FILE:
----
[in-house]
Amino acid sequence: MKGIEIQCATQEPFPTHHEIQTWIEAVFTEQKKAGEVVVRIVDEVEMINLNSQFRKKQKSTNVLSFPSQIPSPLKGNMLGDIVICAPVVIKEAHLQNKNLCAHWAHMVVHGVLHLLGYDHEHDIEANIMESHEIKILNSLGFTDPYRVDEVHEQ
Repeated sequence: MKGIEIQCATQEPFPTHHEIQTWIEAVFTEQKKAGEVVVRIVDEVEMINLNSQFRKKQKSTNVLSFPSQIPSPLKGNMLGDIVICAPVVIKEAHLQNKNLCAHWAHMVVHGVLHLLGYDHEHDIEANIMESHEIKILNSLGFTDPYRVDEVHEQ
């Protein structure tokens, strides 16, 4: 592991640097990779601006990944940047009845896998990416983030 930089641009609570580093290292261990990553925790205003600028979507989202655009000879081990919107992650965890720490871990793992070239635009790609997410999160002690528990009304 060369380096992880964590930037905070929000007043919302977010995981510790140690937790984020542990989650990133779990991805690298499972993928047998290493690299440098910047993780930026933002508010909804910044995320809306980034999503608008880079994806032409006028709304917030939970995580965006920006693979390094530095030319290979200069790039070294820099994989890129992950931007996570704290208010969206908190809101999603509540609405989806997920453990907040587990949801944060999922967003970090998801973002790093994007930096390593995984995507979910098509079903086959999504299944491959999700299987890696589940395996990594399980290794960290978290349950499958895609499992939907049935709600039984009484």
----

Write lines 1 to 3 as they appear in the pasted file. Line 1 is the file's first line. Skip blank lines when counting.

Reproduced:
[in-house]
Amino acid sequence: MKGIEIQCATQEPFPTHHEIQTWIEAVFTEQKKAGEVVVRIVDEVEMINLNSQFRKKQKSTNVLSFPSQIPSPLKGNMLGDIVICAPVVIKEAHLQNKNLCAHWAHMVVHGVLHLLGYDHEHDIEANIMESHEIKILNSLGFTDPYRVDEVHEQ
Repeated sequence: MKGIEIQCATQEPFPTHHEIQTWIEAVFTEQKKAGEVVVRIVDEVEMINLNSQFRKKQKSTNVLSFPSQIPSPLKGNMLGDIVICAPVVIKEAHLQNKNLCAHWAHMVVHGVLHLLGYDHEHDIEANIMESHEIKILNSLGFTDPYRVDEVHEQ